When it comes to the royalty provisions addressing payment of royalties on oil, there is generally little variation among lease forms. The lease will usually provide that the mineral owner is entitled to be paid a fraction of the oil produced, calculated “at the market price for oil of like grade and gravity prevailing on the day” it is produced, or similar language. This form of royalty clause is generally deemed to be adequately clear and generates little dispute.

Gas royalties, however, are more complicated. Three types of gas royalty clauses can generally be found in Kansas oil and gas leases: (1) the “proceeds” lease; (2) the “market value” lease; and (3) the “Waechter” lease (a combination of the proceeds lease and the market value lease).

A “proceeds” lease requires royalties to be calculated based on the proceeds from sale of the oil or gas produced from the lease. The following are a few examples of proceeds-type royalty clauses drawn from recently-executed Kansas oil and gas leases:

The lessee shall pay lessor, as royalty, one-eighth of the proceeds from the sale of the gas, as such, for gas from wells where gas only in found. . . .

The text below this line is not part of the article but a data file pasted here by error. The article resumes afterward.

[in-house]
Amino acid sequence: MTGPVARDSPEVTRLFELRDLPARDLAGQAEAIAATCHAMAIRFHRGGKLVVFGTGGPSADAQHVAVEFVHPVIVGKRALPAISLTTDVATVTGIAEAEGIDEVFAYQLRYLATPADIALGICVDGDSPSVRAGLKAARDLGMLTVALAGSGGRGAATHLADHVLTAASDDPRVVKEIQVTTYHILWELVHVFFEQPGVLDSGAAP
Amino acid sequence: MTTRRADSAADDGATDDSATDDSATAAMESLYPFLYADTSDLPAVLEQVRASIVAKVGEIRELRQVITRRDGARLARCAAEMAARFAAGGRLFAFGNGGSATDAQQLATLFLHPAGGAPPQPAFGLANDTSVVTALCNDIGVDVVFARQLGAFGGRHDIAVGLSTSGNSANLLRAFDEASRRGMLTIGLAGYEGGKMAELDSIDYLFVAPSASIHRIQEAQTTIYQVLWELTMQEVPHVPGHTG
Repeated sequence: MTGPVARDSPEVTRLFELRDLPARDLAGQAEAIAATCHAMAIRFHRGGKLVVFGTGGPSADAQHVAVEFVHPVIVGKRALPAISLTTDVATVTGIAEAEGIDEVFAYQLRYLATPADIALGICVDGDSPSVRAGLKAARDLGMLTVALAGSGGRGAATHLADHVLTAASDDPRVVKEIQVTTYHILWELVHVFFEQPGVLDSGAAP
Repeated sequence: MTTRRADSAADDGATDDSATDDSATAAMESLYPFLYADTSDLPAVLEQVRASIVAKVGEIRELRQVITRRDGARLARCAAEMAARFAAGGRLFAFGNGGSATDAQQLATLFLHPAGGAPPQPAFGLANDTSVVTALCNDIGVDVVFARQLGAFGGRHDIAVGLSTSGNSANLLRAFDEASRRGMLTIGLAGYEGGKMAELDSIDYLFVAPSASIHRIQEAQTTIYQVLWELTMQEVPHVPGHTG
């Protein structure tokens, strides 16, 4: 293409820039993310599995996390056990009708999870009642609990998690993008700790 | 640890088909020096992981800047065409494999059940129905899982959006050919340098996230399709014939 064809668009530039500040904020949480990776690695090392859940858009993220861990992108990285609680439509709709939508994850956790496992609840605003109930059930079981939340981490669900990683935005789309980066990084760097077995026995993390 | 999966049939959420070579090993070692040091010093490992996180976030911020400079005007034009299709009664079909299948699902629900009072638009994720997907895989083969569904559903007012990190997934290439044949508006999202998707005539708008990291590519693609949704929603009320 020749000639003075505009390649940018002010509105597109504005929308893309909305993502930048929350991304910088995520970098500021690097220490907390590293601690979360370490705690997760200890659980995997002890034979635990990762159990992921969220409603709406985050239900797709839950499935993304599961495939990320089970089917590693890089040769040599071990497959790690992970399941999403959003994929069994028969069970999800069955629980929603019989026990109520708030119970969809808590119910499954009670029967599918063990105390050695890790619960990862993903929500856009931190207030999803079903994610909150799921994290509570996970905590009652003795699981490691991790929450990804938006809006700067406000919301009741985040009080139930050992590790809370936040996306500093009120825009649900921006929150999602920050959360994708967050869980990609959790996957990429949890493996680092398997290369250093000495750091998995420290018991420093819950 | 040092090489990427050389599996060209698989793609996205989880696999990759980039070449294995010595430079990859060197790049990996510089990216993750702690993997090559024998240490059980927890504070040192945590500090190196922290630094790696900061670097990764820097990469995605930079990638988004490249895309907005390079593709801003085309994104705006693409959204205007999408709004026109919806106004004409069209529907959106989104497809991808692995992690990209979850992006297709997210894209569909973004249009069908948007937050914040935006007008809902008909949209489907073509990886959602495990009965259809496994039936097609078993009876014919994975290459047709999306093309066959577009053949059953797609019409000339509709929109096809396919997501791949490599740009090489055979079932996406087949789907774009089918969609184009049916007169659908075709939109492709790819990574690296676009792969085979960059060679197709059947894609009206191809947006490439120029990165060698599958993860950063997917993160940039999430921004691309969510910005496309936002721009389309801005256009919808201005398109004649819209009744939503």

The lessee shall monthly pay lessor as royalty on gas marketed from each well where gas only is found, one-eighth (1/8) of the proceeds if sold at the well, or if marketed by lessee off the leased premises, then one-eighth (1/8) of its market value at the well.


To pay lessor for gas from each well where gas is found the equal one-eighth (1/8) of the gross proceeds at the prevailing market rate, but, as to gas sold by lessee, in no event more than one-eighth (1/8) of the proceeds received by lessee from such sales. . .

A “market value” or “market price” lease is one that “requires the computation of royalty payments based on the price that would be paid by a willing buyer to a willing seller in a free market.” Fawcett v. Oil Producers Inc. of Kansas, 49 Kan.App.2d 194, 198, 306 P.3d 318 (2013) (citing Matzen v. Cities Service Oil Co., 233 Kan. 846, 851, 667 P.2d 337 (1983)). The following are examples:

To pay lessor for gas of whatsoever nature or kind . . . one-eighth (1/8) at the market price at the well for the gas sold . . . .


[T]o pay lessor for gas of whatsoever nature or kind produced and sold, or used off the premises, or used in the manufacture of any products therefrom, one-eighth (1/8), at the market price at the well . . . .


The lessee shall pay to lessor for gas produced from any oil well and used by the lessee for the manufacture of gasoline or any other product as royalty 1/8 of the market value of such gas at the mouth of the well . . . .

A Waechter lease is a hybrid of the two foregoing lease types, providing that royalties will be calculated based on either proceeds or market value, depending upon the location where gas is sold. Named after the case of Waechter v. Amoco Production Co., 217 Kan. 489, 509-12, 537 P.2d 228 (1975), the royalty language at issue in Waechter provided as follows: